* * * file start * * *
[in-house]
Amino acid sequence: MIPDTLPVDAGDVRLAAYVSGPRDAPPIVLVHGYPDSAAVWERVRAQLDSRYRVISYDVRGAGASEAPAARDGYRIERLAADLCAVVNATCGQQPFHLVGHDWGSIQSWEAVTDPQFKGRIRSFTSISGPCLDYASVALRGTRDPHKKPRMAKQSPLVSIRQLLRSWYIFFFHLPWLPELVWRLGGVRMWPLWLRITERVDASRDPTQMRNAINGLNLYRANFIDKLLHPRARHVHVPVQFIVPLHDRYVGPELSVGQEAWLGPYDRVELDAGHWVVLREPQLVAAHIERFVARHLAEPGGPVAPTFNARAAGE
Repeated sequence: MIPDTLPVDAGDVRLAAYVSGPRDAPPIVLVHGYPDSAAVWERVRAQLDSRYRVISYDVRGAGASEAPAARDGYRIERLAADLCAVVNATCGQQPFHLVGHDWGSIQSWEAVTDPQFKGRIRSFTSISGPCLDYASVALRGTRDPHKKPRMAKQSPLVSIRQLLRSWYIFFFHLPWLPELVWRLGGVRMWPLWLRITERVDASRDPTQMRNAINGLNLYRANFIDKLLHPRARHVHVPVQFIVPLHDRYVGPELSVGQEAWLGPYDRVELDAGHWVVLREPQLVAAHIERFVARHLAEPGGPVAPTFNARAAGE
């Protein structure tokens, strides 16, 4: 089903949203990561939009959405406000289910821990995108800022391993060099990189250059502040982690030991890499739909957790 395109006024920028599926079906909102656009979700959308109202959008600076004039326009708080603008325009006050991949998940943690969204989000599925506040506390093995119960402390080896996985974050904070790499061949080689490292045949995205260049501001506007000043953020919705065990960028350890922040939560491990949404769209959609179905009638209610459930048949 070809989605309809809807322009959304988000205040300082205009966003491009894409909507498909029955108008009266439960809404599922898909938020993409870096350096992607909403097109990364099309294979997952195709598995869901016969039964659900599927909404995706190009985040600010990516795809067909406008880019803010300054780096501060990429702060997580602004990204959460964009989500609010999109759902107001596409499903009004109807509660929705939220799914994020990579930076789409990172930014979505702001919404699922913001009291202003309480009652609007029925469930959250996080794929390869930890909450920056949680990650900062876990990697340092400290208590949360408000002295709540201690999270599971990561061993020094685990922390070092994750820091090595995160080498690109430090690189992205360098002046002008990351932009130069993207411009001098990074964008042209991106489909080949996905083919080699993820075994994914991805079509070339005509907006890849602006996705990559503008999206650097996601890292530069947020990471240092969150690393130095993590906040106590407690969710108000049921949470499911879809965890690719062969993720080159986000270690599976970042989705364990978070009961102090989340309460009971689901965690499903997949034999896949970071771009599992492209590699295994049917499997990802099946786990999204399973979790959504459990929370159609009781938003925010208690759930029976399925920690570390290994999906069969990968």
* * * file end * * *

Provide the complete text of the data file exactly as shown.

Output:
[in-house]
Amino acid sequence: MIPDTLPVDAGDVRLAAYVSGPRDAPPIVLVHGYPDSAAVWERVRAQLDSRYRVISYDVRGAGASEAPAARDGYRIERLAADLCAVVNATCGQQPFHLVGHDWGSIQSWEAVTDPQFKGRIRSFTSISGPCLDYASVALRGTRDPHKKPRMAKQSPLVSIRQLLRSWYIFFFHLPWLPELVWRLGGVRMWPLWLRITERVDASRDPTQMRNAINGLNLYRANFIDKLLHPRARHVHVPVQFIVPLHDRYVGPELSVGQEAWLGPYDRVELDAGHWVVLREPQLVAAHIERFVARHLAEPGGPVAPTFNARAAGE
Repeated sequence: MIPDTLPVDAGDVRLAAYVSGPRDAPPIVLVHGYPDSAAVWERVRAQLDSRYRVISYDVRGAGASEAPAARDGYRIERLAADLCAVVNATCGQQPFHLVGHDWGSIQSWEAVTDPQFKGRIRSFTSISGPCLDYASVALRGTRDPHKKPRMAKQSPLVSIRQLLRSWYIFFFHLPWLPELVWRLGGVRMWPLWLRITERVDASRDPTQMRNAINGLNLYRANFIDKLLHPRARHVHVPVQFIVPLHDRYVGPELSVGQEAWLGPYDRVELDAGHWVVLREPQLVAAHIERFVARHLAEPGGPVAPTFNARAAGE
């Protein structure tokens, strides 16, 4: 089903949203990561939009959405406000289910821990995108800022391993060099990189250059502040982690030991890499739909957790 395109006024920028599926079906909102656009979700959308109202959008600076004039326009708080603008325009006050991949998940943690969204989000599925506040506390093995119960402390080896996985974050904070790499061949080689490292045949995205260049501001506007000043953020919705065990960028350890922040939560491990949404769209959609179905009638209610459930048949 070809989605309809809807322009959304988000205040300082205009966003491009894409909507498909029955108008009266439960809404599922898909938020993409870096350096992607909403097109990364099309294979997952195709598995869901016969039964659900599927909404995706190009985040600010990516795809067909406008880019803010300054780096501060990429702060997580602004990204959460964009989500609010999109759902107001596409499903009004109807509660929705939220799914994020990579930076789409990172930014979505702001919404699922913001009291202003309480009652609007029925469930959250996080794929390869930890909450920056949680990650900062876990990697340092400290208590949360408000002295709540201690999270599971990561061993020094685990922390070092994750820091090595995160080498690109430090690189992205360098002046002008990351932009130069993207411009001098990074964008042209991106489909080949996905083919080699993820075994994914991805079509070339005509907006890849602006996705990559503008999206650097996601890292530069947020990471240092969150690393130095993590906040106590407690969710108000049921949470499911879809965890690719062969993720080159986000270690599976970042989705364990978070009961102090989340309460009971689901965690499903997949034999896949970071771009599992492209590699295994049917499997990802099946786990999204399973979790959504459990929370159609009781938003925010208690759930029976399925920690570390290994999906069969990968």